- Harris Y, Gorelick PB, Cohen D, Dollear W, et al. (1994). "Psychiatric symptoms in dementia associated with stroke: a case-control analysis among predominantly African-American patients". Journal of the National Medical Association. 86 (9): 697–702. PMC . PMID 7966434.
- Ross ED, Stewart RS; Stewart (1987). "Pathological display of affect in patients with depression and right frontal brain damage. An alternative mechanism". Journal of Nervous and Mental Disease. 175 (3): 165–172. doi:10.1097/00005053-198703000-00007. PMID 3819712.
- Haupt (1996). "Emotional lability, intrusiveness, and catastrophic reactions". International Psychogeriatrics. 8 (Suppl 3): 409–414. doi:10.1017/S1041610297003736. PMID 9154598.
- Sloan RL, Brown KW, Pentland B; Brown; Pentland (1992). "Fluoxetine as a treatment for emotional lability after brain injury". Brain Injury. 6 (4): 315–319. doi:10.3109/02699059209034945. PMID 1638265.
- Surridge D (1969). "An investigation into some psychiatric aspects of multiple sclerosis". British Journal of Psychiatry. 115 (524): 749–764. doi:10.1192/bjp.115.524.749. PMID 5806869.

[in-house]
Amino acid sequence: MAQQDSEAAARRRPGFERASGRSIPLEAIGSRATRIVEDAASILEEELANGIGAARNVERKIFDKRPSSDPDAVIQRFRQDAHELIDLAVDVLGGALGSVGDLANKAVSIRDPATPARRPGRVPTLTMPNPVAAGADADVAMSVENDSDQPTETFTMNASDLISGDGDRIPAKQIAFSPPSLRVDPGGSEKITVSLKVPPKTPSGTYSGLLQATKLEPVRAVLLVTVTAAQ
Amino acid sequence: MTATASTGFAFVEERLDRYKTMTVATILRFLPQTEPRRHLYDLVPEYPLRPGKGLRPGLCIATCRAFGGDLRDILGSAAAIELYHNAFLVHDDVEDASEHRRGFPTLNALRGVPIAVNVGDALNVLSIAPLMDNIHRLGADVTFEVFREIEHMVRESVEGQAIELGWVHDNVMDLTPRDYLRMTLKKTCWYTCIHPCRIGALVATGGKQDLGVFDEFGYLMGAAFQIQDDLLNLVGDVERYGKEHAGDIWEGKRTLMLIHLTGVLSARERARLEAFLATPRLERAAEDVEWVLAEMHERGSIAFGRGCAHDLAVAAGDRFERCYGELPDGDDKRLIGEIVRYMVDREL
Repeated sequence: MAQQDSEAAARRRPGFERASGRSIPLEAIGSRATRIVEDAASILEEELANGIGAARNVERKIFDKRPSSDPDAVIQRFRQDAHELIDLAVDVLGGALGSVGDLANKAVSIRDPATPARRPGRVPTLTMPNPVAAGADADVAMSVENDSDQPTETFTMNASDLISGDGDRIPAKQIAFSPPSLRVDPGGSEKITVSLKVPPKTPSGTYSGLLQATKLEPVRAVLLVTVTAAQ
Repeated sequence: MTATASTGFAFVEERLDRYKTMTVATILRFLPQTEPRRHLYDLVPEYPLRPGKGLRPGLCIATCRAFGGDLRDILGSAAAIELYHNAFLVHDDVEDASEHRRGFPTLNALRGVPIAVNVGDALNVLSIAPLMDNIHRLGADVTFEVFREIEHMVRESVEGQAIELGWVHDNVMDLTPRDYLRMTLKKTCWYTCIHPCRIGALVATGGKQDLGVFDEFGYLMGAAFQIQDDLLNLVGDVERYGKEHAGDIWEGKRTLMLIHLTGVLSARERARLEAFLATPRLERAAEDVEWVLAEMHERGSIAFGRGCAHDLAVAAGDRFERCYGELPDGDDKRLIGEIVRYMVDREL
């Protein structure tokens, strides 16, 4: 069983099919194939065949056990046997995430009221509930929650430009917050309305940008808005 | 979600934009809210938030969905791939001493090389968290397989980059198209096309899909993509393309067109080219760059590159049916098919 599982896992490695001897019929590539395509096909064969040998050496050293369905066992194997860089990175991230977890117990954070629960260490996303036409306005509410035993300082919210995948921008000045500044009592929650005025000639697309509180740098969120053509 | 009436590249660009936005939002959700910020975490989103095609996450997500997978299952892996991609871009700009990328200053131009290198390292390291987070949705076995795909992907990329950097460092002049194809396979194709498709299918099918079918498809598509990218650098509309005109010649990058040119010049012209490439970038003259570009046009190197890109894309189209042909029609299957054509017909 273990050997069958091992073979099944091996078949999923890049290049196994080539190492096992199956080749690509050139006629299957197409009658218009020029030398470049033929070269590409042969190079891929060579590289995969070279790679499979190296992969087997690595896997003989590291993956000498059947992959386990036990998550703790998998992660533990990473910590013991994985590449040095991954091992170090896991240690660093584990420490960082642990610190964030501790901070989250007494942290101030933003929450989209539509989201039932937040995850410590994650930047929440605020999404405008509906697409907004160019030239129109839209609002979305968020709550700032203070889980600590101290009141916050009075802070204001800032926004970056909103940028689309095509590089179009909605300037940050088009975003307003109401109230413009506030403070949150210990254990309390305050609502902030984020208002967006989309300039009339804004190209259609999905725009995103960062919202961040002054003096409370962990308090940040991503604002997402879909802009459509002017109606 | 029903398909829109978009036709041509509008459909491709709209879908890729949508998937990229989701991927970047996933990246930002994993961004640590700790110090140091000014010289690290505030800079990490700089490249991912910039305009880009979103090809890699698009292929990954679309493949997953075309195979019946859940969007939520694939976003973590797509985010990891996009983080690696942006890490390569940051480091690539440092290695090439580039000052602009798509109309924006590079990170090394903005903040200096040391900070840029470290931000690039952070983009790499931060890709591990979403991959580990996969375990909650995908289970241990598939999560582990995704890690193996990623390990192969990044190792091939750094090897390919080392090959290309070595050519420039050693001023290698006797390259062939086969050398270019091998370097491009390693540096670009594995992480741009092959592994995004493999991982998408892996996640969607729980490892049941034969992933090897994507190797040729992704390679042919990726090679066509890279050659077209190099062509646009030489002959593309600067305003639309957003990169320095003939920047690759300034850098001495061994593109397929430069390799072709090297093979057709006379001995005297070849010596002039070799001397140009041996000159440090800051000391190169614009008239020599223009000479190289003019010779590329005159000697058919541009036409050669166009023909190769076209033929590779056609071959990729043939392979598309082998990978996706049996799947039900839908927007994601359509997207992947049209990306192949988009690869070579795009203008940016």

- Caroscio JT, Mulvihill MN, Sterling R, Abrams B; Mulvihill; Sterling; Abrams (1987). "Amyotrophic lateral sclerosis". Neurological Clinics. 5 (1): 1–8. PMID 3561382.
- Gallagher JP (1989). "Pathologic laughter and crying in ALS: a search for their origin". Acta Neurologica Scandinavica. 80 (2): 114–117. doi:10.1111/j.1600-0404.1989.tb03851.x. PMID 2816272.
- Wicks P Frost J; Frost (2008). "ALS patients request more information about cognitive symptoms". European Journal of Neurology. 15 (5): 497–500. doi:10.1111/j.1468-1331.2008.02107.x. PMID 18325023.